Sculpture shows San Josés black lung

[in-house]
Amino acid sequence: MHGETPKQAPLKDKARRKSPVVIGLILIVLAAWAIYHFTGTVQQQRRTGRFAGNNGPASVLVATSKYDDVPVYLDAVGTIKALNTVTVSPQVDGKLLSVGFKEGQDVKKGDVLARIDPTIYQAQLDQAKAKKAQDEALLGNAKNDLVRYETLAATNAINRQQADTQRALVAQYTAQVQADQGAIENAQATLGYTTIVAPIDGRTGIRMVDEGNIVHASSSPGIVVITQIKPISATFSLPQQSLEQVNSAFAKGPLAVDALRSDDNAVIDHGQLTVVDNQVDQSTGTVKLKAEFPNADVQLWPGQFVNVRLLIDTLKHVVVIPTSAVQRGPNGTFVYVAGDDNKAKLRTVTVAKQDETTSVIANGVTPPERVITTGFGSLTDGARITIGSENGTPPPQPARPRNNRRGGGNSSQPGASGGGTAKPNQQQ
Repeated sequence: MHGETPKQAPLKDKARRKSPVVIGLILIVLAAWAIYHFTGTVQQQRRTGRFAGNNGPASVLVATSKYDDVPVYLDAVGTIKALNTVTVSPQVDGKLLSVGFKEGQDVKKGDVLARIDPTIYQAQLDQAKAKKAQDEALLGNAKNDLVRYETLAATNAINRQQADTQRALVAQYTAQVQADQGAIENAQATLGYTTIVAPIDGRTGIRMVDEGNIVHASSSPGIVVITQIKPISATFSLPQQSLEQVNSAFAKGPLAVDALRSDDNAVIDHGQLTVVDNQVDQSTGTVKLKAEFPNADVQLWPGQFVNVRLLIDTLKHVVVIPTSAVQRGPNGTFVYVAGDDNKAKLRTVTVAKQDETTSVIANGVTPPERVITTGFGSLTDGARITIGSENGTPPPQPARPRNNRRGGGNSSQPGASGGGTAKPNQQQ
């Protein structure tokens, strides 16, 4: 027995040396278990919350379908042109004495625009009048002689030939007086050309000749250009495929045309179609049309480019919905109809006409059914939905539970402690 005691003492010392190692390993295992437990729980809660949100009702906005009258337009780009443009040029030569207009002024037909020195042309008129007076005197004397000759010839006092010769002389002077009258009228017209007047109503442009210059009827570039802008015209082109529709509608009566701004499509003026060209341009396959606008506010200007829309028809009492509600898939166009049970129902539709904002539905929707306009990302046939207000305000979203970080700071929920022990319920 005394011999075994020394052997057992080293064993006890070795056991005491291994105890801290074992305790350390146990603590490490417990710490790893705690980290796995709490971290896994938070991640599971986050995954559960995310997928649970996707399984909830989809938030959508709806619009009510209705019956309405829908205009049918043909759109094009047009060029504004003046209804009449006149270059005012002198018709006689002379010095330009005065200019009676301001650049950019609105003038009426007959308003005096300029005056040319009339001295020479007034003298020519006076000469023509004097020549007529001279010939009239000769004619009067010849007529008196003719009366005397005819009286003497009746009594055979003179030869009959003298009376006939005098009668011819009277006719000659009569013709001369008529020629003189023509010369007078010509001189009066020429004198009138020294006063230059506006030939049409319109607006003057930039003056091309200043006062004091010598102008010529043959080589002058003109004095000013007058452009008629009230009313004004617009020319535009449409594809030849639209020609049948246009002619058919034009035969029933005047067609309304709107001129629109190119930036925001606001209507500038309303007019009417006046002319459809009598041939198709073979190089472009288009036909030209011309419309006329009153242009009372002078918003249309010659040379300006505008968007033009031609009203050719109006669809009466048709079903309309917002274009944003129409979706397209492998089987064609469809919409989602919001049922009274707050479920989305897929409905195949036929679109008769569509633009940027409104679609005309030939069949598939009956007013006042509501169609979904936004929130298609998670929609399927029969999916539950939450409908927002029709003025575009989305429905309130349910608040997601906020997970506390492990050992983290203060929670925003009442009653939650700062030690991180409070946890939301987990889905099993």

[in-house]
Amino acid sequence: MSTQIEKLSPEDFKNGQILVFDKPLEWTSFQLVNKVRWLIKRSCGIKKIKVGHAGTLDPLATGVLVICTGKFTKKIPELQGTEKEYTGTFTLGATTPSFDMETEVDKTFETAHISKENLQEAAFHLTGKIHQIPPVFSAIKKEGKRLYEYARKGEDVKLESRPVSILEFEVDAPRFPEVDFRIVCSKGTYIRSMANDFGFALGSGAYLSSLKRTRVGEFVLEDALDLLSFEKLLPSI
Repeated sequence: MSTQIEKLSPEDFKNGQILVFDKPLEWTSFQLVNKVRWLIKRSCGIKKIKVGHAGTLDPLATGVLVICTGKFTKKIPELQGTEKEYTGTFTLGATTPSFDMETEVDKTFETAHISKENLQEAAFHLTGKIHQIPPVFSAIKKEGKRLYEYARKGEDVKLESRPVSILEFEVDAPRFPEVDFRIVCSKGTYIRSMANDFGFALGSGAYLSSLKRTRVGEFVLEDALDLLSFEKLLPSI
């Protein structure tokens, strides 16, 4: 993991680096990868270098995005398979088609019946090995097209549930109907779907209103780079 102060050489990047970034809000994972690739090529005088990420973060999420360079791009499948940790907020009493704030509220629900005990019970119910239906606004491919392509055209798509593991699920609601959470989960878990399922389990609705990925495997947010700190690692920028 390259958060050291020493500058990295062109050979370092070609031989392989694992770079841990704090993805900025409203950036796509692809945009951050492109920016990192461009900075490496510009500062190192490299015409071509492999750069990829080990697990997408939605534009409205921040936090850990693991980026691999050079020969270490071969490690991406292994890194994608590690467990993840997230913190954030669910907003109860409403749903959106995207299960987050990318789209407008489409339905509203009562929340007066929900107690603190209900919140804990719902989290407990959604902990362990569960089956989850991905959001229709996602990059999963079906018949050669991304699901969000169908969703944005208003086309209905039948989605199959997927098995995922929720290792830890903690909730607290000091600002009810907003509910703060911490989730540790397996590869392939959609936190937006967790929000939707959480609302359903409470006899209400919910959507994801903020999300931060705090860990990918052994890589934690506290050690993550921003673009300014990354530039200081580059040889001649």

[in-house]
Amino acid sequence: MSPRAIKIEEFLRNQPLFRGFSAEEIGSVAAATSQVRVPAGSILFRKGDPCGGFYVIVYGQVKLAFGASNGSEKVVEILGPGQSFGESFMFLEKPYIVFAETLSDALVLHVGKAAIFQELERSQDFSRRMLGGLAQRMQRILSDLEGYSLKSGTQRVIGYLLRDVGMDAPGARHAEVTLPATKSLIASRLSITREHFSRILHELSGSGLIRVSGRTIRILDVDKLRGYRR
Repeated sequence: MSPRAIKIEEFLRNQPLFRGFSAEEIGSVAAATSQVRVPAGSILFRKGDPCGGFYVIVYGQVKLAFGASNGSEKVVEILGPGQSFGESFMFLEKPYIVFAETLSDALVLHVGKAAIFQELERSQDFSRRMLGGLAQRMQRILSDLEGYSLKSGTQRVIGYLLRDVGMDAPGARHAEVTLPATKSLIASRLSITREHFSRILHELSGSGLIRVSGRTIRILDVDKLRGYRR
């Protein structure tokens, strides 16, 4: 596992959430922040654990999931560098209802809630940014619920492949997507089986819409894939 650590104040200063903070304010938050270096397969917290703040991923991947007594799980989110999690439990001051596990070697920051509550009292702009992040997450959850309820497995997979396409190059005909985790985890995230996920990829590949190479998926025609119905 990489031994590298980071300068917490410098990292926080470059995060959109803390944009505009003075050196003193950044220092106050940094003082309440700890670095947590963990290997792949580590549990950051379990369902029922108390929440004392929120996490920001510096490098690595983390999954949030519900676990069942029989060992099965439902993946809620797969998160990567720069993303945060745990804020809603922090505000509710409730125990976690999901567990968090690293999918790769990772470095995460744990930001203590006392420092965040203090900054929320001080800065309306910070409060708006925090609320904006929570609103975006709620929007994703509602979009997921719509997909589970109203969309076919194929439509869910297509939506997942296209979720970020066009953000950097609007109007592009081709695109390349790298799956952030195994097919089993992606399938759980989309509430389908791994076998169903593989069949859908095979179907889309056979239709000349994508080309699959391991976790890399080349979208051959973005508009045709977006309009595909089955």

first_imgAs cars honked and trucks rumbled down the road that borders the Antigua Aduana gallery and museum in the San José neighborhood of La California, environmental leaders and advocates agreed that vehicle traffic was the greatest source of air pollution in Costa Rica’s capital.On Monday morning, Environment Minister René Castro, Riteve SyC Environmental Consultant Rosario Alfaro and Riteve General Manager Fernando Mayorga presented the results from an “Urban Lung” installation, a giant wireframe sculpture designed to raise awareness about air pollution in San José. Installed on June 5, the concave, white-fabric sculpture collected particulate matter from car exhaust and other sources of air pollution for two months. Scientists from the National University’s Quality Analysis Laboratory examined the cloth — turned black from exposure to the city’s air — and discovered levels of sulfur, chlorine and manganese that exceeded safe limits determined by the World Health Organization.Alfaro told the crowd that the levels of manganese, a neurotoxin in high doses that is sometimes added to gasoline, were especially troubling.The general manager of Riteve – the Spanish-Costa Rican company in charge of mandatory technical vehicle inspections – also highlighted the organization’s progress in reducing air pollution, but noted that the emissions agency’s gains have stalled.Government environmental agencies blamed inefficient, older vehicles for the city’s air pollution. According to Alfaro, 70 percent of the city’s air pollution is created by 50 percent of vehicles, which are over 15 years old.In response to the environmental effects of the aging fleet, Castro announced that operating permits for taxis and buses over 10 years old will not be renewed. Public transportation vehicles exceeding 10 years will need to convert to cleaner fuel sources, like natural gas, or transition to hybrid or electric models under the new guidelines. Banco Costa Rica and Banco Nacional will offer bus and taxi drivers credit at under 5 percent to finance the upgrade thanks to a $200 million donation from China, Japan and South Korea, according to a press released from MINAE. In July, the Finance, Public Works and Transport and Environment ministries signed an agreement dropping the sales tax on hybrid vehicles to 10 percent from 30 percent. Besides incentivizing sales, the decree orders government ministries to modernize their fleets by purchasing vehicles that use hybrid technology or alternative fuels like natural gas or electric models.Some doubted the government’s commitment to reducing pollution from older vehicles, as the news came on the heels of the Finance Ministry’s decision to reduce taxes on used imported cars.“Sustainability means balancing the social with the economy and the environment,” Castro said.Costa Rican sculptor Francesco Bracci told The Tico Times that the piece was motivated, in part, by the white face masks that have become recognizable symbols of urban air pollution in many developing countries.Latin America registers the highest rates of urbanization in the world, according to the World Bank, heightening the need to address urban air pollution.“The rest of Central America needs to catch up,” Castro said, referring to the isthmus’ otherwise lax air pollution laws. “It’s obvious that improving health coincides with these changes.”             Update Tuesday, 12:35 p.m.: This post was updated to include more information on the efforts to finance the upgrade to the public transportation fleet. Facebook Comments No related posts.last_img read more